What a wild week! I feel like I’ve gone from one end of the world to the other in the last few days. We came in, all safe and sound, a little before 10 p.m. last night. During the night, it rained! The climate change from lush, green Oregon to dry, dusty Mexico created quite a contrast.
As I’ve already mentioned in the first post, the first day, I ended up staying at the base with a sick boy. He ended up quite sick, and even needed antibiotics, but then recovered quickly once he got them. Thank goodness for Gail, my sister, who knew what he needed (she’s a n.p.) and Ron, my brother-in-law, who is proficient in Spanish. So, that day, I had extra time and some wifi. All I had to do that afternoon was make brownies for snack time, and clean the kitchen, along with giving him ice, cool cloths, etc. Also, we chatted a lot. He ended up being a delightful kid, who had the best attitude possible for one who so longed to be with the other kids. By the next morning, he joined the group and did what he could, sleeping in the van with Rob, who ran the air conditioner, for a lot of Monday and Tuesday whenever he needed to.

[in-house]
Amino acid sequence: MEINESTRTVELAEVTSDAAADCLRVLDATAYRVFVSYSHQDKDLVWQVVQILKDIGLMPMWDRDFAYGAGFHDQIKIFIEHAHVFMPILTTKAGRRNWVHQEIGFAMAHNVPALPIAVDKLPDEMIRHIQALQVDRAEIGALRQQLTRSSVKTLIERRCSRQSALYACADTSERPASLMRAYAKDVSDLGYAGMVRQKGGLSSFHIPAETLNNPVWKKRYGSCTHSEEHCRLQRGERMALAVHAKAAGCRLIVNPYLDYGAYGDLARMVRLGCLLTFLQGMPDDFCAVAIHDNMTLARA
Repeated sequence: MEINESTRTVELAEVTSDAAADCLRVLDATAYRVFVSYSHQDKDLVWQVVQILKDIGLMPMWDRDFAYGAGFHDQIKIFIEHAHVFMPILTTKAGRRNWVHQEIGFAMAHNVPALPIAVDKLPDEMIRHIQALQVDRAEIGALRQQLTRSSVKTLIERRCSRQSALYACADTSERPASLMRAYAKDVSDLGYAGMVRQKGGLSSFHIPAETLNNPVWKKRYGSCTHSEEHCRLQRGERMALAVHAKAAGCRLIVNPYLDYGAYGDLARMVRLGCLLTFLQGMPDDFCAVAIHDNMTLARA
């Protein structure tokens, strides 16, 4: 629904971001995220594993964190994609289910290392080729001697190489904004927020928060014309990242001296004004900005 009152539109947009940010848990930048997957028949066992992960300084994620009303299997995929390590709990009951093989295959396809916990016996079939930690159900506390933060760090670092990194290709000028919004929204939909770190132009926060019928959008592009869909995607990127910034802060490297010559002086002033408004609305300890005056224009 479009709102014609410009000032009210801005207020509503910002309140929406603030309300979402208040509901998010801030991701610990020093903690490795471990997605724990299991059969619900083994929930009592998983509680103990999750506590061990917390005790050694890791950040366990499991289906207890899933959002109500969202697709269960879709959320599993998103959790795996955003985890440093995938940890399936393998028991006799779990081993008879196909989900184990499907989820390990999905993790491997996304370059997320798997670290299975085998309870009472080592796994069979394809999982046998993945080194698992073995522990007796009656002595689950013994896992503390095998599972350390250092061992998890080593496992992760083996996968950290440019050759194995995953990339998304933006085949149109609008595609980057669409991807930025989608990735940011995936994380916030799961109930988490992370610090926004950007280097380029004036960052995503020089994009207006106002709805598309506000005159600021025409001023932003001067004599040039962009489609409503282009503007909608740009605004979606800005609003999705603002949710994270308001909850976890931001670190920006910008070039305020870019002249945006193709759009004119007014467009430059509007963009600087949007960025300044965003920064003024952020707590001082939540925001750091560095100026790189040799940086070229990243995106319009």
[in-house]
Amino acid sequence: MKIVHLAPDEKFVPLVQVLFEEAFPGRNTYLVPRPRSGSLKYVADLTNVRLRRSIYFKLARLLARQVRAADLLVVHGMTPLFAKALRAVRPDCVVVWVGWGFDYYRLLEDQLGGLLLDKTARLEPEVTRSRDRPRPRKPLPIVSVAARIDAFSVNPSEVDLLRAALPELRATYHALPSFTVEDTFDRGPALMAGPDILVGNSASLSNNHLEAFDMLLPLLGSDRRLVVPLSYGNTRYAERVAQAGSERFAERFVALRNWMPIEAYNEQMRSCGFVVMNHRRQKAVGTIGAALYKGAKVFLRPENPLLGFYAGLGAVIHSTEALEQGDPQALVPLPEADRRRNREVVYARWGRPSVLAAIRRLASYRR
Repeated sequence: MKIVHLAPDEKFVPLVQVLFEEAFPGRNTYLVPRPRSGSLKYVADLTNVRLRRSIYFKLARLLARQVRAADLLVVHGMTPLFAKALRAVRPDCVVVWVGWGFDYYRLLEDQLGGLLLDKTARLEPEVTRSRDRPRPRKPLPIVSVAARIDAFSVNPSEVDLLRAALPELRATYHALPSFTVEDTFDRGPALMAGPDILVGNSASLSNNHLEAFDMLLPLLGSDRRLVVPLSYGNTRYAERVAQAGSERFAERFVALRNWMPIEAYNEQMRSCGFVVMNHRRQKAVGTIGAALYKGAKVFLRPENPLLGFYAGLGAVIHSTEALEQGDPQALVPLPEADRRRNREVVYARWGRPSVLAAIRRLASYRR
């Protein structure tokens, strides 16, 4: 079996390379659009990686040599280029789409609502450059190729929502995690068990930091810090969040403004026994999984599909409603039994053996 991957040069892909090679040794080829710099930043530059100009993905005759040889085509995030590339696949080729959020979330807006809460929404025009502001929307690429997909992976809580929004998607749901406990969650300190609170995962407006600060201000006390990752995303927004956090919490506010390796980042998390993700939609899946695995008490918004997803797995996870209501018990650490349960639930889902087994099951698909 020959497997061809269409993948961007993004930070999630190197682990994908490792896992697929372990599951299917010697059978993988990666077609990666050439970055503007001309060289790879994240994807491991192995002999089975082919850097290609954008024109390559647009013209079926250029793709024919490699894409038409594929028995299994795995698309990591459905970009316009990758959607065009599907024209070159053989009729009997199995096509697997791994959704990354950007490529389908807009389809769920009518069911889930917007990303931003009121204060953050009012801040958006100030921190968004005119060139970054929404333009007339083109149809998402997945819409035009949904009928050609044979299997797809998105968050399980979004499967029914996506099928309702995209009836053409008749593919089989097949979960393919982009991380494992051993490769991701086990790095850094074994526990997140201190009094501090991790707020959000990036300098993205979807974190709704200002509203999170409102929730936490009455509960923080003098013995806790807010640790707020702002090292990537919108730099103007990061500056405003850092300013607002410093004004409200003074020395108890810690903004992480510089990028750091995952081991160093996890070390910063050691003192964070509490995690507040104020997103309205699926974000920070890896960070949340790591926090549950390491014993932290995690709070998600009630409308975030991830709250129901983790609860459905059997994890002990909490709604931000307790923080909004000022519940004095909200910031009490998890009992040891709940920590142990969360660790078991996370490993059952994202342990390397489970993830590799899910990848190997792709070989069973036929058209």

The team went out and had their first contact with the people we were there to minister with. They had a church service with them, and ran an abbreviated VBS.
The next morning, we all went out to the worksite bright and early. I felt happy to be no longer sitting around. Instead, I was given the job of digging up the rocks and dirt with some others. Yikes! We were supposed to fill in all the holes ( there were many, and they were deep), in what was going to become a parking lot. We were never able to finish that, but got a long ways. Talk about a contrast of activities! It felt great to do something physical after riding in the car for 3 days.
We also moved cinder blocks. There was a group of men who were building the church walls with them, held together with concrete. The progress was slow and steady and led by a stone mason. Each block was painstakingly placed in its exact place, all lined up in perfect order. During the week, it was exciting to see the building getting taller! They have a ways to go, though, and will keep working hard, as they did before we came to help.
A lot of sandy gravel was screened so it could be used for concrete. There were 2 wheelbarrows and 4 shovels for all of us to share for both projects, and all the concrete was mixed by hand, using water brought from somewhere.
Then, beams were delivered and laid out and needed painting. They had to be prepped with some kind of lacquer, then painted, both on the front and the back. There were a lot of them! I never ended up painting because I was given different jobs on those days, but my sister did for one day!